Firstly, a Trust is a legal vehicle where the ownership of the asset or assets are separated from the person or persons who will benefit from the assets. The legal owner is called the “Trustee” and the person who benefits from the asset is called the “Beneficiary”. The Trust itself is the terms on which the Trustee holds the assets for the Beneficiary.
A Property Protection Trust is simply a Trust where the asset is a property (or a share of a property) and the Trust is established usually for the purpose of allowing a current occupant to continue living in the property whilst protecting the capital value for the benefit for others. This is very common for individuals who have children from previous relationships but would like to provide a home for their current spouse or partner.
Trusts can be set up in an individual’s lifetime or on their death by Will.
The most typical type of Trust used for properties where the property is also a residence is a Life Interest Trust. A Life Interest Trust is a trust where you separate the right to income from the right to capital. The right to income may mean the right to receive interest or dividends from savings or investments or in this case, a right to reside in the property (rent free) or the right to receive the rental income. The person entitled to the income for their lifetime is called the “Life Tenant” and the person or persons entitled to the capital on the death of the life tenant is known as the “Remainderman”.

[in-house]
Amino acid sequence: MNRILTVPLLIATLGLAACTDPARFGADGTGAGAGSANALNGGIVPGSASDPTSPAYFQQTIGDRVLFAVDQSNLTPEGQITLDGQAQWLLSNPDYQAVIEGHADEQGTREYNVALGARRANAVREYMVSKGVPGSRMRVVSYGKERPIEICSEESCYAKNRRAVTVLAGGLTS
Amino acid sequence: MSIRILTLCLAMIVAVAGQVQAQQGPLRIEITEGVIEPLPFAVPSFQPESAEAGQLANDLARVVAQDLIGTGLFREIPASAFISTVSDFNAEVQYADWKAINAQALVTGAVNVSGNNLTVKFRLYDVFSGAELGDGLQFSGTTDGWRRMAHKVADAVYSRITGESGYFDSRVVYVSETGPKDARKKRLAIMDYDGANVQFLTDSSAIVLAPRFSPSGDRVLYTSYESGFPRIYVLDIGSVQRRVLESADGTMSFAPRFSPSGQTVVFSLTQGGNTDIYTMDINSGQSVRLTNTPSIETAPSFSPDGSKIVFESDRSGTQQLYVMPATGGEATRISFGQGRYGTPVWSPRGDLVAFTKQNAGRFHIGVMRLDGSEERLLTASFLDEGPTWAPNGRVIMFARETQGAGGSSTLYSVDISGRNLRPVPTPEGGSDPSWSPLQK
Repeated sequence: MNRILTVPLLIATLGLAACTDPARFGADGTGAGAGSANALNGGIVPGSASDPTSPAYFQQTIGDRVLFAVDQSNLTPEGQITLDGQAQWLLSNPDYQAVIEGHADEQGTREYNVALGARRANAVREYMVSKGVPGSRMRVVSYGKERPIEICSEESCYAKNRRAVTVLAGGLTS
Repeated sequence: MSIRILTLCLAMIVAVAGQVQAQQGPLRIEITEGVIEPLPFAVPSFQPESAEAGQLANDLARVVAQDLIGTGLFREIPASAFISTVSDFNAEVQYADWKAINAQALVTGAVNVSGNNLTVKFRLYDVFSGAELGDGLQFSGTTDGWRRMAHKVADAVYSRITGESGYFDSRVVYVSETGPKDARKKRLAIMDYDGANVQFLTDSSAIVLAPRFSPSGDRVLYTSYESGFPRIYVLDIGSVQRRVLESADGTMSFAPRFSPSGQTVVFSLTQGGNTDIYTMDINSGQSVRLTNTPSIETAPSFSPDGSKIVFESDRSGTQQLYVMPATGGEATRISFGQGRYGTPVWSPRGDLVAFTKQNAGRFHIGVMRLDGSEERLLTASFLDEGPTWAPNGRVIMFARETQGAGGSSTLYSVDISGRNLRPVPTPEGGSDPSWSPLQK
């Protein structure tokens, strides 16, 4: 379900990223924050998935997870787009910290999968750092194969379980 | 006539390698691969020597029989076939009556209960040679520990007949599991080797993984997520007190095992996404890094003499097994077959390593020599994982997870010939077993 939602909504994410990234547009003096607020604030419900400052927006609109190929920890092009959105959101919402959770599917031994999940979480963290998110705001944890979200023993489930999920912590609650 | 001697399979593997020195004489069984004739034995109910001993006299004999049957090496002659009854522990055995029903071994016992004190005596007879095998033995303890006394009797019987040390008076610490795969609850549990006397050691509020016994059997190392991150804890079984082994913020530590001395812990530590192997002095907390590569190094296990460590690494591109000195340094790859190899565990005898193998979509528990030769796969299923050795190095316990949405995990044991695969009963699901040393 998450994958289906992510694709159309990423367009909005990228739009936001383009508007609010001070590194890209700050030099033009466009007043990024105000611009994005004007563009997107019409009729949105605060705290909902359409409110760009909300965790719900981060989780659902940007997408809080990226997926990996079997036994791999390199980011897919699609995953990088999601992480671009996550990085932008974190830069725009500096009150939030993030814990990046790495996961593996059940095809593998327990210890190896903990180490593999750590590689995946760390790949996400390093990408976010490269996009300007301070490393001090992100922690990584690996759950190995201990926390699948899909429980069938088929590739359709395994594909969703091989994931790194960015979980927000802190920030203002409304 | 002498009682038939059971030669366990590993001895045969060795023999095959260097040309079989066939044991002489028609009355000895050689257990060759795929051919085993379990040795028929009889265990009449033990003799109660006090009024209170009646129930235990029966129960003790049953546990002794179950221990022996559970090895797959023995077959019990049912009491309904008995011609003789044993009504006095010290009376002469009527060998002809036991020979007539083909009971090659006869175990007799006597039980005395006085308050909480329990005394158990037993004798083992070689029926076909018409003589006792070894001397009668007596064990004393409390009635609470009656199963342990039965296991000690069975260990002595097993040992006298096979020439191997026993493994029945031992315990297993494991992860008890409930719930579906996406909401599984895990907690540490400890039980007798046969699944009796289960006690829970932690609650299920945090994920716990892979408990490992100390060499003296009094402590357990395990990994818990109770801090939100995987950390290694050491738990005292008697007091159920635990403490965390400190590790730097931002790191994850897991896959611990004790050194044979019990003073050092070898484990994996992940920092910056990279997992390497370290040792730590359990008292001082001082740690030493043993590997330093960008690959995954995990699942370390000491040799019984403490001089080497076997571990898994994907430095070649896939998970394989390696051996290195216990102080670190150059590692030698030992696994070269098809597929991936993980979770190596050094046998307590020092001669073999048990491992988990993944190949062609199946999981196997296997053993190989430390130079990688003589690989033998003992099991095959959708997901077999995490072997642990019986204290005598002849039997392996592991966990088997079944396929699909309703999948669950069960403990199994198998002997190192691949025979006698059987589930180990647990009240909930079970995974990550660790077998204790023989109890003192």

The obvious advantage of a Property Protection Trust set up in a Will is that the Property or a share of it can be protected in the event of a change of circumstances of the Life Tenant for example, remarriage, going into long term care, being declared bankrupt etc.
When this type of Trust is set up in a Will, the deceased person is protecting their property (or share of) and therefore it will not be classed as deliberate deprivation of assets for the purposes of long term care as the owner has already died.
If the Life Interest Trust is contained in a Will, the Trust does not take effect until death which means an individual is free to use or dispose of their property during their lifetime (if needed). It also means that the can equity release.
The disadvantage is that a Trust does require a little more administration although tax returns are not required if there is no actual income passing to the Life Tenant but, other taxes should be considered as the capital value can be aggregated to the Life Tenant’s estate. This has meant that in some cases, more Inheritance Tax is payable due to the overall value of the estate exceeding £2 million for the purposes of the Residence Nil Rate Band or if the Life Tenant is not married to the deceased.
Careful consideration is required for the individual circumstances and drafting of the Will and Trust.
Depending on the complexity of the Trust, you should expect to be paying between £1,500 - £3,000 +VAT to set up Trusts. The cost is not usually in connection with the drafting of the Trust itself but the advice and the tailoring of the terms of the Trust to suit your needs.